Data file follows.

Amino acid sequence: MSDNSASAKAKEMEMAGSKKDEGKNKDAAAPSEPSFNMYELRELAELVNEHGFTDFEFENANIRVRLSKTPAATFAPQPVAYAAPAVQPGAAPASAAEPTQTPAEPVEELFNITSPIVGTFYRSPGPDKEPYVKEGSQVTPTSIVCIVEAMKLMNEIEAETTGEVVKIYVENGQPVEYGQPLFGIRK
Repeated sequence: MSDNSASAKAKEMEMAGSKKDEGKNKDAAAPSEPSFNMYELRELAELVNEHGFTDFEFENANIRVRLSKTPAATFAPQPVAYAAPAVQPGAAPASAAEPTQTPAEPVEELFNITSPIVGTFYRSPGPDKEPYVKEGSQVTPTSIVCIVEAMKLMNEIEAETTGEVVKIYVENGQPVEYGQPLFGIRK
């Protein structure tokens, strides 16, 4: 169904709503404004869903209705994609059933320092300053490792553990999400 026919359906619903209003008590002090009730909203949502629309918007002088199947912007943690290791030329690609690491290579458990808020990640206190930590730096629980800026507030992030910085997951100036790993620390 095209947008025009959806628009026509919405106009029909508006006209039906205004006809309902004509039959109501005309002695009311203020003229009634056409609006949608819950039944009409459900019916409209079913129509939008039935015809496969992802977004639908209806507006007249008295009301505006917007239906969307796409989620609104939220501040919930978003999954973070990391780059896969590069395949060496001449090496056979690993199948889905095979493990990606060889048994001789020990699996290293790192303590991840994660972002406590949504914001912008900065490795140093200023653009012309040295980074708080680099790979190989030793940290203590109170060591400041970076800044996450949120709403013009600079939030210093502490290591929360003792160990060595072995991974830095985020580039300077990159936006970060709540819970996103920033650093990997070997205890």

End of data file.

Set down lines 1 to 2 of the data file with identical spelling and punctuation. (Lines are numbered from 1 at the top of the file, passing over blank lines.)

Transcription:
Amino acid sequence: MSDNSASAKAKEMEMAGSKKDEGKNKDAAAPSEPSFNMYELRELAELVNEHGFTDFEFENANIRVRLSKTPAATFAPQPVAYAAPAVQPGAAPASAAEPTQTPAEPVEELFNITSPIVGTFYRSPGPDKEPYVKEGSQVTPTSIVCIVEAMKLMNEIEAETTGEVVKIYVENGQPVEYGQPLFGIRK
Repeated sequence: MSDNSASAKAKEMEMAGSKKDEGKNKDAAAPSEPSFNMYELRELAELVNEHGFTDFEFENANIRVRLSKTPAATFAPQPVAYAAPAVQPGAAPASAAEPTQTPAEPVEELFNITSPIVGTFYRSPGPDKEPYVKEGSQVTPTSIVCIVEAMKLMNEIEAETTGEVVKIYVENGQPVEYGQPLFGIRK